By guest contributor Chris Masey
When our son Matthew was born, it was readily apparent that he was born with Down syndrome. Neither my wife nor I had a frame of reference for raising a child with a disability. The only thing we knew for certain was that we needed to focus on providing for his needs - whatever that might mean. We were so excited to get our bundle of joy home, but naturally we were also concerned about his health and his future. We were immediately referred to the local Early Childhood Intervention (ECI) provider by the hospital and our primary care physician within hours of Matthew’s birth and began services soon after. From the first time the case manager visited us to do the intake paperwork - we knew we weren’t in this alone.
It was incredible to watch Matthew grow and learn and respond to the therapies he was receiving. I learned how to mimic the techniques that the therapists showed me and integrate them into Matthew’s daily routine. Even though we only received four hours a month of support, those hours were critical to guide me and build confidence while helping Matthew gain valuable skills.
Looking back many of the days we received ECI services run together leaving fond impressions rather than the specific techniques we’ve incorporated into our daily lives with the exception of two visits that I will never forget and will always be grateful for.
Matthew was as strong as an ox and doing great in so many ways, but we’d tried everything to get him to crawl. Imagine me crawling around on all fours for days so he would imitate me with no luck - until the ECI case manager with decades of experience decided to take on the task. One of the most useful techniques for early childhood is stacking blocks. It is great for graduated movement, hand-eye coordination and following directions but Matthew would have none of that - a tower of blocks placed by anyone could grow to no more than two blocks before he tore it down. That was what we used to trick (I mean teach) Matthew to crawl. His desire to swat the blocks down was all encompassing. So, we let him knock a few towers down and began to move the blocks farther and farther away until he had to move himself forward if he wanted to destroy the four-block tower. And he did it. He moved and he moved again until he realized that he could now destroy all towers in Godzilla fashion forever. In a matter of minutes, an experienced therapist had helped us make progress when there was a roadblock. Just like with crawling, he was not in the tiniest bit interested in walking. Then one day, with Matthew’s ECI therapist’s help, we got Matt to stand to watch birds at the bird feeder on his own and then to take steps. It was a marvelous breakthrough.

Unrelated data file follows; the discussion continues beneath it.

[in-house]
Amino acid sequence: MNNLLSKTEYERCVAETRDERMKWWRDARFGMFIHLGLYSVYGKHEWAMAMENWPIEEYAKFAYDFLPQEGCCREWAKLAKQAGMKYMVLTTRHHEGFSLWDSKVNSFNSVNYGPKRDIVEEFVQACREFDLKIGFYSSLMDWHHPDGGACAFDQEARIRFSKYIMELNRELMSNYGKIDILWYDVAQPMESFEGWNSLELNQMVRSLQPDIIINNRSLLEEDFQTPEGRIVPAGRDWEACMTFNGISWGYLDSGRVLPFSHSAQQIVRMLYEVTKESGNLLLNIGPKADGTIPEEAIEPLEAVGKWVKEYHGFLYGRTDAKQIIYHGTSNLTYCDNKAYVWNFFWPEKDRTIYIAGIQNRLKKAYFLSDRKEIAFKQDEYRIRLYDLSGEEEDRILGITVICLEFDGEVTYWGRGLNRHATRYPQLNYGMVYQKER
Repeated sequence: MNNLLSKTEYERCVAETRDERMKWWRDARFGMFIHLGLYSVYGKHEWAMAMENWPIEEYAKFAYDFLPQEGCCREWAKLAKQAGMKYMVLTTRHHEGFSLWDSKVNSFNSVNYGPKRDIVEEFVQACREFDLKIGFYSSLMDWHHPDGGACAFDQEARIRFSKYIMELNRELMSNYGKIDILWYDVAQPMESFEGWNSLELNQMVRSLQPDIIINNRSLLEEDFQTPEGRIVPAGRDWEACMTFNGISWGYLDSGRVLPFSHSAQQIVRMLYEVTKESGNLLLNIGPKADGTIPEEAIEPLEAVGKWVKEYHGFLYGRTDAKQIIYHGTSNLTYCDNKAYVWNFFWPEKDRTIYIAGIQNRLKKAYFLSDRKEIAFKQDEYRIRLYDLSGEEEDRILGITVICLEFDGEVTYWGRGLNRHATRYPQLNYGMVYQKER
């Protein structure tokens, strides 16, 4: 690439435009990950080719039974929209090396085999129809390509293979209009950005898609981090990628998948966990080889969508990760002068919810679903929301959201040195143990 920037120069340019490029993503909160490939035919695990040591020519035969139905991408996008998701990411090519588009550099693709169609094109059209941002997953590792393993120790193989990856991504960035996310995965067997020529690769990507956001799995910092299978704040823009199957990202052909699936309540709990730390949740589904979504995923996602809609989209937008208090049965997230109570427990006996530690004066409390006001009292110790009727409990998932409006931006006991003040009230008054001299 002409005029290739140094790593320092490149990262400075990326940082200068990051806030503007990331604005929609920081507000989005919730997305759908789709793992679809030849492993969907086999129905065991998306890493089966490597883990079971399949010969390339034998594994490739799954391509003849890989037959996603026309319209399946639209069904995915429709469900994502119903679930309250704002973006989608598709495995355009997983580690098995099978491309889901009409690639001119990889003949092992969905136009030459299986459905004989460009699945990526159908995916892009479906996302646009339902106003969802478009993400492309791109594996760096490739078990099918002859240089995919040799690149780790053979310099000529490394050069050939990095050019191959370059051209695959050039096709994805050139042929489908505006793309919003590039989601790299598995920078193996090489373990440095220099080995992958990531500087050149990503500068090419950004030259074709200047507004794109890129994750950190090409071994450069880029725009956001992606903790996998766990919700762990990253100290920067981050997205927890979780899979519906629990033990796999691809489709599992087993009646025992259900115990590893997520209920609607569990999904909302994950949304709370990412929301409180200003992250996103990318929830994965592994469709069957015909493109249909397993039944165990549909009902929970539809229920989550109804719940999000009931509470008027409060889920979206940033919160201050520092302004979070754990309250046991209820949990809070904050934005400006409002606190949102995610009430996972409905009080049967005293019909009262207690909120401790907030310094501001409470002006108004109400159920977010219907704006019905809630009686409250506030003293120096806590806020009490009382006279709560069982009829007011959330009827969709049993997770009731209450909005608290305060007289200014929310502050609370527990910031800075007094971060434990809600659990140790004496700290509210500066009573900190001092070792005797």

I’m sure we didn’t know at the time how important ECI services and supports would be to us and how the services would impact my son’s life. Matthew is now nine years old, in third grade and is progressing and passing every goal he’s ever been given. ECI built the foundation for what he’s capable of and introduced us to the world of supports and services and the broader disability community.
Matthew’s story is not everyone's story. Not every child with a disability who could benefit from ECI is identified or able to access services. It’s time for the 86th Texas legislature to truly value ECI in preparing children with disabilities for school. It’s a program that works, saves money in the long run and makes children’s lives better. As the budget conference committee members deliberate, I hope they keep children like my son Matthew in mind and fully fund the House approved $72.6 million investment in ECI. Every eligible child with a developmental delay or disability deserves to access ECI- just like Matthew did.
Chris Masey, Advocacy Director for the Coalition for Texans with Disabilities, can be reached at [email protected]